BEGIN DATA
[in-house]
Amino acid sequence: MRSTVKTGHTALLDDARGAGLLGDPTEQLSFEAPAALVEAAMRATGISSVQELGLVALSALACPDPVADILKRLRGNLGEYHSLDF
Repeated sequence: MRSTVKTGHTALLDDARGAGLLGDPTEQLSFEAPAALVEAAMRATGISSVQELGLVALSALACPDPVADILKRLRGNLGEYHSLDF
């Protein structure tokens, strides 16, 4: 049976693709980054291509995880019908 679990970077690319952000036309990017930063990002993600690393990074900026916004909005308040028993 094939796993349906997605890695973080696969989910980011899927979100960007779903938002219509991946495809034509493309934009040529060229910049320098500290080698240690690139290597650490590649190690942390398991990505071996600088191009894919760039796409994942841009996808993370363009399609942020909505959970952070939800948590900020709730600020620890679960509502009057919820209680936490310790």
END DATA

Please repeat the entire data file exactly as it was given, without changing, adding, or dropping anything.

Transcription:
[in-house]
Amino acid sequence: MRSTVKTGHTALLDDARGAGLLGDPTEQLSFEAPAALVEAAMRATGISSVQELGLVALSALACPDPVADILKRLRGNLGEYHSLDF
Repeated sequence: MRSTVKTGHTALLDDARGAGLLGDPTEQLSFEAPAALVEAAMRATGISSVQELGLVALSALACPDPVADILKRLRGNLGEYHSLDF
């Protein structure tokens, strides 16, 4: 049976693709980054291509995880019908 679990970077690319952000036309990017930063990002993600690393990074900026916004909005308040028993 094939796993349906997605890695973080696969989910980011899927979100960007779903938002219509991946495809034509493309934009040529060229910049320098500290080698240690690139290597650490590649190690942390398991990505071996600088191009894919760039796409994942841009996808993370363009399609942020909505959970952070939800948590900020709730600020620890679960509502009057919820209680936490310790």